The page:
2m 42s
    2. Pulling a chroma key with Primatte RT
      5m 31s
  11. 11m 28s
    1. Applying and adjusting generators
      3m 25s
    2. Using the text generator
      4m 15s
    3. Generating a background
      3m 48s
  12. 19m 8s
    1. Creating basic particle systems
      10m 58s
    2. Using particle presets
      1m 51s
    3. Creating an advanced particle system
      6m 19s
  13. 13m 24s
    1. Replicating objects
      4m 52s
    2. Animating a replicator
      4m 53s
    3. Replicating a video file
      3m 39s
  14. 49m 46s
    1. Working in 3D space
      5m 11s
    2. Working with cameras
      8m 6s
    3. Viewing a 3D scene in different layouts
      2m 56s
    4. Creating depth with lights and shadows
      8m 22s
    5. Simulating depth of field
      3m 54s
    6. Using camera behaviors
      4m 7s
    7. Animating cameras with camera framing
      6m 8s
    8. Create interest with the Focus behavior
      1m 52s
    9. Using reflections and highlights
      5m 13s
    10. Creating particles in 3D
      3m 57s
  15. 20m 31s
    1. Using the Paint tool
      6m 1s
    2. Using advanced paint tools
      8m 9s
    3. Applying paint presets
      1m 51s
    4. Sequencing paint with the Stroke behavior
      4m 30s
  16. 9m 3s
    1. Adding and adjusting audio
      4m 37s
    2. Animating to music with the Audio Parameter behavior
      4m 26s
  17. 11m 52s
    1. Sharing files
      3m 36s
    2. Exporting files
      3m 15s
    3. Creating an export preset
      3m 0s
    4. Archiving your project
      2m 1s
  18. 15m 30s
    1. Round-tripping between Final Cut Pro and Motion
      4m 24s
    2. Sending your project to Compressor
      1m 59s
    3. Creating drop zones
      3m 0s
    4. Creating templates for Motion and Final Cut
      5m 2s
    5. Importing Motion projects into DVD Studio Pro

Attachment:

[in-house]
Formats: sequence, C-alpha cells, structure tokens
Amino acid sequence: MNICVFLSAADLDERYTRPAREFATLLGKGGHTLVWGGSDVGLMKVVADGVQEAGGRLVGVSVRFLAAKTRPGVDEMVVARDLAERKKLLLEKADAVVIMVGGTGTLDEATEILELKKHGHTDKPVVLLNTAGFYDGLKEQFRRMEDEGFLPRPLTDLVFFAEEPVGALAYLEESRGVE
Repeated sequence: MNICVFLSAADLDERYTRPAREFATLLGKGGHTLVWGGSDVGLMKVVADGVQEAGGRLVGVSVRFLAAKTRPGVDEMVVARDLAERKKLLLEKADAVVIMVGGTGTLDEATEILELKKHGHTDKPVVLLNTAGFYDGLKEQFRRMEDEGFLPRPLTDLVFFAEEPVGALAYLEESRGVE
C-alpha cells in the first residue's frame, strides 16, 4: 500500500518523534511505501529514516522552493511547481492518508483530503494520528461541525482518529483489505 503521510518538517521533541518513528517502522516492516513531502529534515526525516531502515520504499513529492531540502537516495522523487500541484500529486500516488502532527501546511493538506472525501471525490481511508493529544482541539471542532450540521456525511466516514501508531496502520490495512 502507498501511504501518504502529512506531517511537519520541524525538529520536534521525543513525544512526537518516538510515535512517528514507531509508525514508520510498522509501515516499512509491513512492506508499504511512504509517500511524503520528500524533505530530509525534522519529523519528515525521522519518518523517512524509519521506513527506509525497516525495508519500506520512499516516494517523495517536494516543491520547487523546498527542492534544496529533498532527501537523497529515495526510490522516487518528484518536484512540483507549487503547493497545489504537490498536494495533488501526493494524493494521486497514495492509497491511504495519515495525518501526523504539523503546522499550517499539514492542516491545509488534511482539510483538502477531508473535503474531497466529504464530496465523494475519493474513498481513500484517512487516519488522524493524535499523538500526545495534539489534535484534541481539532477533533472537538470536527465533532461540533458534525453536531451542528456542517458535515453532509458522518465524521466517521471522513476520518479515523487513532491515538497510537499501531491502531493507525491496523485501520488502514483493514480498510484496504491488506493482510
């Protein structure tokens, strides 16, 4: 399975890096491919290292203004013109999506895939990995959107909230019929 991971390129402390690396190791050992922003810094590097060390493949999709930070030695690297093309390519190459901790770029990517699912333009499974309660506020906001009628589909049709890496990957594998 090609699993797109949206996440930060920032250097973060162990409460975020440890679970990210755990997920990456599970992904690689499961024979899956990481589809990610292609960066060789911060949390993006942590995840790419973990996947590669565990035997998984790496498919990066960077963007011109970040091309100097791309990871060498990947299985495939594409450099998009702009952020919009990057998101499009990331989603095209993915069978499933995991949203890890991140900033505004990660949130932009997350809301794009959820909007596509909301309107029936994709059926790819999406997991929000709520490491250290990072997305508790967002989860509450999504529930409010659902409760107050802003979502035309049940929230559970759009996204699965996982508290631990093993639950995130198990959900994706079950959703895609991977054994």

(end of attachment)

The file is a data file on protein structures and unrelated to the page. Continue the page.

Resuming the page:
1m 5s
  19. 22s
    1. Goodbye

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Watch the Online Video Course Motion 4 Essential Training
6h 21m Beginner Sep 11, 2009

Viewers: in countries Watching now:

In Motion 4 Essential Training, Ian Robinson shows how to start building outstanding motion graphics and animations for video production. He demonstrates how to build custom text animations with the new Adjust Glyph tool and explores Motion’s amazing real-time 3D tools. Ian highlights working in the 3D space, creating depth with lights and shadows, and using reflections to add realism. He gives practical advice on how to integrate Motion into a professional video workflow, round-tripping with Final Cut Pro and sending a final project to Compressor. Exercise files accompany this course.

Topics include:
  • Understanding the toolbar and setting the essential preferences to get started
  • Adding .mov files, still images, and Photoshop and Illustrator assets to a project
  • Animating with behaviors and keyframes
  • Creating 3D animations with lighting accents, shadows, and reflections
  • Creating simple and complex particle systems
  • Creating real viewer interest with Focus Behavior and the 3D Camera Framing behavior
Ian Robinson

Understanding and using blend modes

Don't panic if what you're looking at on the screen doesn't quite exactly match what you have in your comp. This is what the Blend Mode project will look when we are finished. I'm showing you this because I wanted you to see exactly how much you could blend together with the use of blend modes. So let's get started by checking out our project. Press F5 to open the Project pane and you'll see we have an imported Photoshop document with three layers. A group made up of Replicator and then our title, which has text and a color bar underneath of it.